My day did not get off to a great start. To make a long story short, it will suffice to say that I experienced my first issue around 5 am, and by 9 am I found myself sitting in our garage in my car – which refused to start. After ringing three different neighbor’s bells (and hearing each of them move inside their home but refuse to answer their door [I even made eye contact with one of their children, smiled, and motioned to the door – and she promptly turned her back on me and walked away]), I gave up and called AAA. I was told that assistance would arrive in 15-20 minutes – but it was 9:50 am before the technician arrived. Mercifully the car’s issue was just a low battery (as I had suspected), so the fix was fast and easy; the downside was that I had to drive for 30 minutes in order to safely recharge the battery, and freeway driving was preferred.
Sigh. I had planned on making a quick trip to get groceries (which is a mere 5 minute jaunt using neighborhood roads), so it looked like that plan was going to be delayed. I backed out of our driveway and approached the main road. Instead of turning left towards the store, I turned right towards the interstate – and two minutes later, was headed west to nowhere.
As I racked my brain trying to think of a productive use of this time (and gasoline), I remembered a camping store that I had been wanting to check out. Ever since I attended the city sampler and received a gentle nudge by a friendly public employee to please assemble an emergency kit, I have felt a tiny bit uneasy about our family’s profound lack of preparedeness should a disaster occur. The camping store sells dehydrated food, so I thought it would be a good idea to get some and start building the kit in earnest.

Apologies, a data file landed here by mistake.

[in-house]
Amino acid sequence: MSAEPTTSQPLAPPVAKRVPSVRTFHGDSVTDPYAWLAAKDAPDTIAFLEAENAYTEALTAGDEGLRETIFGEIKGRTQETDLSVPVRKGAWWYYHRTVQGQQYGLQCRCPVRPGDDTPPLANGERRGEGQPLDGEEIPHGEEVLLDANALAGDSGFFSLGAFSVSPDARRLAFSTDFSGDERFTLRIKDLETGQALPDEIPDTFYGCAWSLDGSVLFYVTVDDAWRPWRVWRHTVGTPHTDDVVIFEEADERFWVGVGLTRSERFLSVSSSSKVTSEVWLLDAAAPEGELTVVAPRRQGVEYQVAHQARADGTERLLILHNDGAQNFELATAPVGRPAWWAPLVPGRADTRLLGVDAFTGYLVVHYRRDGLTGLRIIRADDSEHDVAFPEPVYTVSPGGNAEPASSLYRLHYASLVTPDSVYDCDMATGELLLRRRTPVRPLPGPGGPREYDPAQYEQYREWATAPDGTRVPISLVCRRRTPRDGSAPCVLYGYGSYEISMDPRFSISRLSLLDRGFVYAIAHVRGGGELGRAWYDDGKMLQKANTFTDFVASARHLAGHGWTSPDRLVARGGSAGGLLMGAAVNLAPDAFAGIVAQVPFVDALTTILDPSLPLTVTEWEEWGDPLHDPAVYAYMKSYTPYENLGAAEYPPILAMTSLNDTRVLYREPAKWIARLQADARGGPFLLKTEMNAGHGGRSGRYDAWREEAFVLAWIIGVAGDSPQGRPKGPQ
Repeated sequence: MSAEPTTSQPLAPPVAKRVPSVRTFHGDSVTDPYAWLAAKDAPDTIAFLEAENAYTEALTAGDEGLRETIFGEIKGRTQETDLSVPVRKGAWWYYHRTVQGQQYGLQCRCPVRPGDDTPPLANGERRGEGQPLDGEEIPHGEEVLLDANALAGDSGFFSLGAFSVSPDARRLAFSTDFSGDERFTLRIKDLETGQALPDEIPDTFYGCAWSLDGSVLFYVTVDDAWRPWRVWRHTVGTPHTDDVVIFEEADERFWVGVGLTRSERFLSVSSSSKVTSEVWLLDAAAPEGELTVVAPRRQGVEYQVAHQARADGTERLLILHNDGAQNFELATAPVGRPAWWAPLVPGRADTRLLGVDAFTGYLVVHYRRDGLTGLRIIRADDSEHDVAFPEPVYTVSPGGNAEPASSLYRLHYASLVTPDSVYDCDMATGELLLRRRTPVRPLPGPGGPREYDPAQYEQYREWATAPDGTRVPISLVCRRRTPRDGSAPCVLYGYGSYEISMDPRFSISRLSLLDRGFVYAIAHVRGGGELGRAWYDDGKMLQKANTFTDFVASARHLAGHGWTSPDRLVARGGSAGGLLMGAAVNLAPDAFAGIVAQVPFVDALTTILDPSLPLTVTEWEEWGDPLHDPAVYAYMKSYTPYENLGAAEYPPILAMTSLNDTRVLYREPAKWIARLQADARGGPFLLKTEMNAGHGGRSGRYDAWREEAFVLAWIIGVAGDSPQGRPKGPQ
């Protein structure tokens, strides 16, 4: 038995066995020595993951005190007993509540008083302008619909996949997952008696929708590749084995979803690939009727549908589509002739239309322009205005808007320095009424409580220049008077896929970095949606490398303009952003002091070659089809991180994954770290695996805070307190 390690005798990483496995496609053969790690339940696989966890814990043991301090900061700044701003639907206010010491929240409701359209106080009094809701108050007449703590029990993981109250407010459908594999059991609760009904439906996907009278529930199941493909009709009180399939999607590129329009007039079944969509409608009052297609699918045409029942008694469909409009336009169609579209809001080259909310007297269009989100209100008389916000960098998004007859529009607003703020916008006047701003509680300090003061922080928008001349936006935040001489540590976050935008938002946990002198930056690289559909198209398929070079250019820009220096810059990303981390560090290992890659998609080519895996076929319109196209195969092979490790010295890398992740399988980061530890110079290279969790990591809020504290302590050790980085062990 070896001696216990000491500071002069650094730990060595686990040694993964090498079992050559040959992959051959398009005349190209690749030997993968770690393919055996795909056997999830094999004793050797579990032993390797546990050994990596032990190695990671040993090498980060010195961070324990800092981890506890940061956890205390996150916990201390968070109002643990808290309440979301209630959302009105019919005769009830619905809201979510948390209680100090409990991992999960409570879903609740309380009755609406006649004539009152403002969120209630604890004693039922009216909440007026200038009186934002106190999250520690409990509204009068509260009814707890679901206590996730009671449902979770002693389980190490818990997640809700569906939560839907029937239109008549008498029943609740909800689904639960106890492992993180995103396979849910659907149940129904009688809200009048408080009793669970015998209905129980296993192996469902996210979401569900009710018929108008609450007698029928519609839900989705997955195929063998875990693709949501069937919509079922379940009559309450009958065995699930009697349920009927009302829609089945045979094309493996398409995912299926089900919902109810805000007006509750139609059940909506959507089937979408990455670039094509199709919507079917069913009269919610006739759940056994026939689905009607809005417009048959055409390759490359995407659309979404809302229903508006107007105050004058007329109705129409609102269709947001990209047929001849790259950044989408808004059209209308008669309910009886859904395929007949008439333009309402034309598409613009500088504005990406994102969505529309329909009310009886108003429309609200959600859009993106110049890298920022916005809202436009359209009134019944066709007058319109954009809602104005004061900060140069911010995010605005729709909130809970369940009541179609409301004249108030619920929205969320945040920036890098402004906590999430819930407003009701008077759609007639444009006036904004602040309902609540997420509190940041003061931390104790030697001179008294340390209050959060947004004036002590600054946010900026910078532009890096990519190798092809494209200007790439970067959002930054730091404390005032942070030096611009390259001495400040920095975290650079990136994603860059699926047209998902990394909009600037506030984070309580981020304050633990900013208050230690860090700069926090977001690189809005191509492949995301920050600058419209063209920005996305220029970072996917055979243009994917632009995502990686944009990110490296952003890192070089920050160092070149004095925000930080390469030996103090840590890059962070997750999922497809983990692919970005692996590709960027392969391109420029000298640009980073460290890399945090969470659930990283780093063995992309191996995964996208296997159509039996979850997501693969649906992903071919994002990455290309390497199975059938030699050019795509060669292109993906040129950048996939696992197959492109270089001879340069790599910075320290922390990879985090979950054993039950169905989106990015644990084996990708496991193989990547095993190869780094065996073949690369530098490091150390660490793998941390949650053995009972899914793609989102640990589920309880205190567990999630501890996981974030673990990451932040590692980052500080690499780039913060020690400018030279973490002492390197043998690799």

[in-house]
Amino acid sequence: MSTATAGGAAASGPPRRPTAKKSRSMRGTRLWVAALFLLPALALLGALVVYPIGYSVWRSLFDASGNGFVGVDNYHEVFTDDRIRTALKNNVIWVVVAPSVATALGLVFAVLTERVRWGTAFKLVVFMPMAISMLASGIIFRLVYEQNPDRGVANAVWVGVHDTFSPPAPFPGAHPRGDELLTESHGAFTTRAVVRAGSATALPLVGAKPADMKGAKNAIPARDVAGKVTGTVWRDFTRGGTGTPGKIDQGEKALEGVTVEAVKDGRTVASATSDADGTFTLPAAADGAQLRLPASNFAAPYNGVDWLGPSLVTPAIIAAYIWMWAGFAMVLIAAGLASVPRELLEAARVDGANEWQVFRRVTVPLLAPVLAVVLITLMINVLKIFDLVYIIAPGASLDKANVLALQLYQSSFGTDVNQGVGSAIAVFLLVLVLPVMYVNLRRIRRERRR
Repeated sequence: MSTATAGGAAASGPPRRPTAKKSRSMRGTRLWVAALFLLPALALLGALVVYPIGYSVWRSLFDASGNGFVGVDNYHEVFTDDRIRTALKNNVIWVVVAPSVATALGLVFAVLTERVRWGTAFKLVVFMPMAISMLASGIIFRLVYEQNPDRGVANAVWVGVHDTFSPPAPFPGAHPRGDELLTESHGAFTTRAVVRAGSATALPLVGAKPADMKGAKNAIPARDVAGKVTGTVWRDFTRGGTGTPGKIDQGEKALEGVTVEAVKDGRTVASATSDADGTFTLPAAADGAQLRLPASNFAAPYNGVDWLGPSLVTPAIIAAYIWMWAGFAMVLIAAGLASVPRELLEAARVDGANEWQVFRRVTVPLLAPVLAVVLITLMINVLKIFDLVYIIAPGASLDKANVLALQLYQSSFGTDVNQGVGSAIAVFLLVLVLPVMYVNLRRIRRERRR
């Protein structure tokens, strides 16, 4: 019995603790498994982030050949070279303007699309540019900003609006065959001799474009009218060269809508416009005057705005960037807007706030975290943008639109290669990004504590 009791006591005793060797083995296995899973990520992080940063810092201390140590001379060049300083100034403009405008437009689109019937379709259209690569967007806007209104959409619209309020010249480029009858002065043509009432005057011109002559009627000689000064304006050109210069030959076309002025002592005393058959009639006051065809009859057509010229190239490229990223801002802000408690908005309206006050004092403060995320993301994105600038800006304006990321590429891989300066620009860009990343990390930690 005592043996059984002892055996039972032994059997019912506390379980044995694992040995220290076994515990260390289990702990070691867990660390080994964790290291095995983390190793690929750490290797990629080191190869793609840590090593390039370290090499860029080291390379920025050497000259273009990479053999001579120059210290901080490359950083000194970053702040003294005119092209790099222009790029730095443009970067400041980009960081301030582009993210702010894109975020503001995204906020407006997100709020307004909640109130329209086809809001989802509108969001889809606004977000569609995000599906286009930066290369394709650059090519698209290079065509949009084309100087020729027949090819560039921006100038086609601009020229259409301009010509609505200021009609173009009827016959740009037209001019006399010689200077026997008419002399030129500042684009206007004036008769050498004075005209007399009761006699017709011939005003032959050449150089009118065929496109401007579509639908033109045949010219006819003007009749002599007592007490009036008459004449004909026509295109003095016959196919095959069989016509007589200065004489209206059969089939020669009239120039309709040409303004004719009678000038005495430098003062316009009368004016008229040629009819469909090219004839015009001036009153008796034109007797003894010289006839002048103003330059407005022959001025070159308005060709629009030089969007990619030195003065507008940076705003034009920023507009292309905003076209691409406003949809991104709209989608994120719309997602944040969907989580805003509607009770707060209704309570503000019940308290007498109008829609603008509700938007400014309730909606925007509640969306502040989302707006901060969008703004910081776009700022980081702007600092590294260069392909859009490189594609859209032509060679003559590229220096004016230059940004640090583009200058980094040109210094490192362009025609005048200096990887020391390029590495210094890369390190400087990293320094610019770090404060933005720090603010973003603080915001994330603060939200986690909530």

Momentarily stopping my car (but still keeping the engine running), I texted my sweetie:
1) to vent,
2) to let him know what was going on, and
3) to see if he thought my buying some shelf-stable, long-lasting dehydrated food was a good idea.
Here is our text exchange:
Me: Car is running. Battery read as low (semi-drained). Tech says should be fine. *sigh*
Him: Take the freeway if you can. Should help recharge the battery. Hugs.
Me: To camping store for food bucket?
Him: Sure. Everyone prepares for the zombie apocalypse in different ways. :)
When I saw that last message come through, I literally laughed out loud. In our relationship, I am the one who plans, prepares, and occasionally obsesses; my sweetie is the one who pauses, tempers, and occasionally slacks. He thinks my desire to prepare for catastrophe is unnecessary – but also prudent. So while he likes to give me crap about, oh, buying an 8-lb bucket of food containing 60 vegetarian servings of meals that has a 25-year shelf life, he does so in humorous, creative, and loving ways.
Once again, my sweetie brought a dose of levity and lightness to my heading-downhill day. And should the un-dead ever gain control of the Earth, I will have done my part to help us survive. ;)